“That was a great idea,” Cummings said of playing classic sports calls at the top of the hour, “that worn out in about the first 48 hours.”
“And I still thought it was the best idea of all time,” countered Smulyan.
While that legal ID idea might be tacky in retrospect, the concept of sports radio, while frowned upon 25 years ago, is certainly paying dividends in 2012 – a year that will see the creation of two new national sports radio networks to go along with the three preexisting major national sports radio networks, led by ESPN Radio and its 600+ affiliates.
In fact, over the last decade, the number of sports radio stations across the country has dramatically grown, with a figure of 634 recorded in 2010. When you factor in ESPN’s current tally of over 600 stations, Fox Sports Radio’s 400+, over 150 for Yahoo! Sports Radio, dozens involved with the new CBS Sports Radio, and some who will carry NBC Sports Radio Network programming, even if stations in this mix jump from one sports radio provider to another, you’re looking at over 1,000 radio stations dedicated to the sports radio format.
Quite a far cry from just one twenty-five years ago.
And WFAN’s finances, which bled $4 million in its first year on the air, is nothing to laugh at these days. In fact, they are a billing heavyweight, consistently ranking in the top ten billing radio stations in New York City, if not the entire United States, for years. And per advertising research firm BIA/Kelsey, for the first quarter of this year – perhaps enabled by another Super Bowl season for the New York Giants, whom have called WFAN home since the turn of the millennium – the station ranked number one in billing for all New York radio stations.
Mind you, not one penny of that revenue comes from a “do-it-yourself funeral” chain these days.
The secret to WFAN’s success is anything but a secret, what with hundreds of radio stations (and networks, it seems) aping their approach. But the winning formula, Smulyan says, is “information” – consisting of the aforementioned “20/20 Sports” updates and breaking sports news – and “entertainment” – knowledgeable, friendly hosts discussing sports news with guests and/or listeners. It’s a formula that CBS Radio has adhered to since purchasing WFAN from Emmis in 1992 for $75 million.
Aside from that formula, there are three on-air constants that remain on WFAN since they signed on in 1987: Steve Somers, the Fan’s original overnight host, who now handles the evening daypart; the ’80’s-era imaging on the station; and of course, play-by-play of the baseball team that they inherited from the country days as WHN, the New York Mets.
Of course, that relationship might come to an end after this year. And how ironic would it be if the first voice on WFAN would be heard every day on the station by way of Yankees broadcasts, 25 years after the fact? Now that would be quite a homecoming.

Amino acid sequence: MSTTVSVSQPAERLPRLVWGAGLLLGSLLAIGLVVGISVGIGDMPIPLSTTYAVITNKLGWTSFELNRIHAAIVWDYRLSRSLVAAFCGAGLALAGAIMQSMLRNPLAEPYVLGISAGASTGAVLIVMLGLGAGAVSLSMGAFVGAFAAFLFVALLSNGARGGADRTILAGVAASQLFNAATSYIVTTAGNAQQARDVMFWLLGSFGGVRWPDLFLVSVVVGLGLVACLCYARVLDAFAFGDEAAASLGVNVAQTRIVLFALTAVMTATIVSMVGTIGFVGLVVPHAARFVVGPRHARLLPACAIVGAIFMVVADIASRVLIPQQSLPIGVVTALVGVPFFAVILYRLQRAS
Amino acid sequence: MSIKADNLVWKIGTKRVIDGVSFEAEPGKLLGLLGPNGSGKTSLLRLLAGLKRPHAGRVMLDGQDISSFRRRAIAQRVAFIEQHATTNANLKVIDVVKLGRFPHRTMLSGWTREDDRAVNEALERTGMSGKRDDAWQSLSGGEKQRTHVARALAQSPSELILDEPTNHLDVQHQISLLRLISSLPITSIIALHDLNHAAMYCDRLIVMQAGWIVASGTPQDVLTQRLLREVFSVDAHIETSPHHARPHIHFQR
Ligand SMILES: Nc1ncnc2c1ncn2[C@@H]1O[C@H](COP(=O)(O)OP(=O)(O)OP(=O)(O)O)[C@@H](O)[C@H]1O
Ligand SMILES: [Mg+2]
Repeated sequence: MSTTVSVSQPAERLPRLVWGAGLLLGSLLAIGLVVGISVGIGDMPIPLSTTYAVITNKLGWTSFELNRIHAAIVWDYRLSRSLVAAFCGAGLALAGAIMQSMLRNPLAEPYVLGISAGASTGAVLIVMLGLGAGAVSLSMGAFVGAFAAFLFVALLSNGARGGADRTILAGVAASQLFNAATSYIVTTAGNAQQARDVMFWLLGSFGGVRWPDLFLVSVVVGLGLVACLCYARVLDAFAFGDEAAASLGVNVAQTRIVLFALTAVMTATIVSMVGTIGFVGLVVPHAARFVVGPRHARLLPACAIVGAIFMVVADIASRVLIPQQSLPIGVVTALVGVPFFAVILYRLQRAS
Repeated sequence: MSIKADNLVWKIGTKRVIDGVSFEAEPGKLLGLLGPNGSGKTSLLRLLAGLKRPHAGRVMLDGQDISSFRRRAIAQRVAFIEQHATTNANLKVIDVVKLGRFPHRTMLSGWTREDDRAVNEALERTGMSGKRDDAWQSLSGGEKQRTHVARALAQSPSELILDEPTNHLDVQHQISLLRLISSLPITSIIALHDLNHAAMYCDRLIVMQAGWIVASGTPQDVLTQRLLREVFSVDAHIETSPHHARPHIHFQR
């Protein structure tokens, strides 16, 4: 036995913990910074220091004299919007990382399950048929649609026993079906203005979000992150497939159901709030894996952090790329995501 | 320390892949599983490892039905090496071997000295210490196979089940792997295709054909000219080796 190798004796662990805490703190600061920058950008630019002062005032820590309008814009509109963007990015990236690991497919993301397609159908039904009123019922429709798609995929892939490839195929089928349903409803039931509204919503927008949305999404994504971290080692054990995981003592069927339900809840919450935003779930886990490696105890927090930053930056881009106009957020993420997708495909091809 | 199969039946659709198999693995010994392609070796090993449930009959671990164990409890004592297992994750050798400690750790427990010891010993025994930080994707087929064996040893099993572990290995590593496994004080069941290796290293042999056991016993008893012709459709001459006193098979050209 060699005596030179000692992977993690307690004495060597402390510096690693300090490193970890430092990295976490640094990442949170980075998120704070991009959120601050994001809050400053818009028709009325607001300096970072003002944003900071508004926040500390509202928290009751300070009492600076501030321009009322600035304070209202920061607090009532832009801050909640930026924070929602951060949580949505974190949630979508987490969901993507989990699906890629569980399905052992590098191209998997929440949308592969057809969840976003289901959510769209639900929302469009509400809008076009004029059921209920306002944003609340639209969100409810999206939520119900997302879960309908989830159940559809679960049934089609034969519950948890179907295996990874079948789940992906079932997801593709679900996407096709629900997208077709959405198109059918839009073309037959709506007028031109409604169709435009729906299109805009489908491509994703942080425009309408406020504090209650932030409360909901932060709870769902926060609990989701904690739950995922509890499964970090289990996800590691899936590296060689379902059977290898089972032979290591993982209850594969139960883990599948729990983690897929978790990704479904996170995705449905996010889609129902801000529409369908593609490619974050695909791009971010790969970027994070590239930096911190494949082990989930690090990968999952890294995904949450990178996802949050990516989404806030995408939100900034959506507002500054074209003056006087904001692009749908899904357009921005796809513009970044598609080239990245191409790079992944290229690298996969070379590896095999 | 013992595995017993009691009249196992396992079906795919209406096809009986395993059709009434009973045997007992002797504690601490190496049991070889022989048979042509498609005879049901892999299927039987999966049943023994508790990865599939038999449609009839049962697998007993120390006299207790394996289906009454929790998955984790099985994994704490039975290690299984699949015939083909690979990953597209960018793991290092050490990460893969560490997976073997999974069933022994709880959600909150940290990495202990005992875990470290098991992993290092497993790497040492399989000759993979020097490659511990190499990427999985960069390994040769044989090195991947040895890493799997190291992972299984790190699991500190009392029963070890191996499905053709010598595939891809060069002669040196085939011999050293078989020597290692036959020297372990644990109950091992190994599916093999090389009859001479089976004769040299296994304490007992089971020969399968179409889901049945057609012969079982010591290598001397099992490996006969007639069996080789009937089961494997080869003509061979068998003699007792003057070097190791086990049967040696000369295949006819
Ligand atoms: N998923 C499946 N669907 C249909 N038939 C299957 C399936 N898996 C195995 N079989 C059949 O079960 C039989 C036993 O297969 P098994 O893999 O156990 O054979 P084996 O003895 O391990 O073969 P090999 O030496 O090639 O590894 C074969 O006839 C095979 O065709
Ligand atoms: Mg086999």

And it will be a homecoming for some of the people who have called WFAN home over the last twenty-five years, as Dave Sims (who currently calls “Sunday Night Football” radio broadcasts, as well as Seattle Mariners play-by-play on TV), Len Berman (longtime WNBC-TV sports anchor who once co-hosted a show on WFAN in the ’90’s with Daily News columnist, and current afternoon host on rival ESPN 98.7, Mike Lupica) and Spencer Ross (one of the original WFAN hosts), among others, will return to the airwaves of The FAN on July 1, where they will reflect on the station’s past, and perhaps revert to their previous roles and talk present-day sports. In addition, Somers will host a four-hour program on the afternoon of Saturday, June 30, and the day before that, Francesa will host a special six-hour show (not necessarily unprecedented since his regular shift is five-and-a-half hours) commemmorating the station’s 25th anniversary.
WFAN will be able to spend that time, and more, during afternoon hours on WFAN’s anniversary weekend, since the Mets will be in Los Angeles to play the Dodgers. And how’s this for another twist of irony: On the weekend that WFAN turns 25, the baseball team that they currently hold broadcast rights to, the New York Mets, will be playing a franchise that, up until 1957, played in Brooklyn – and whose games were heard for nearly twenty years on AM 1050.
Who knew that, some three decades after the Bums packed up the truck and moved to Beverly, a 24-hour sports radio station, with the Mets, and more – the first of what would be a multiplying breed – would unfold on that frequency.
“When we put ‘FAN on the air, people thought we were nuts.”
Twenty-five years later, everybody – from programmers, to advertisers, and of course, the fans – is crazy about sports radio.
And not just Jeff Smulyan.
Happy 25th birthday to his baby.
(Click here to read a timeline of WFAN’s first 25 years via their website. Note: CBS Radio websites tend to get all Drudge-y and refresh every five minutes.)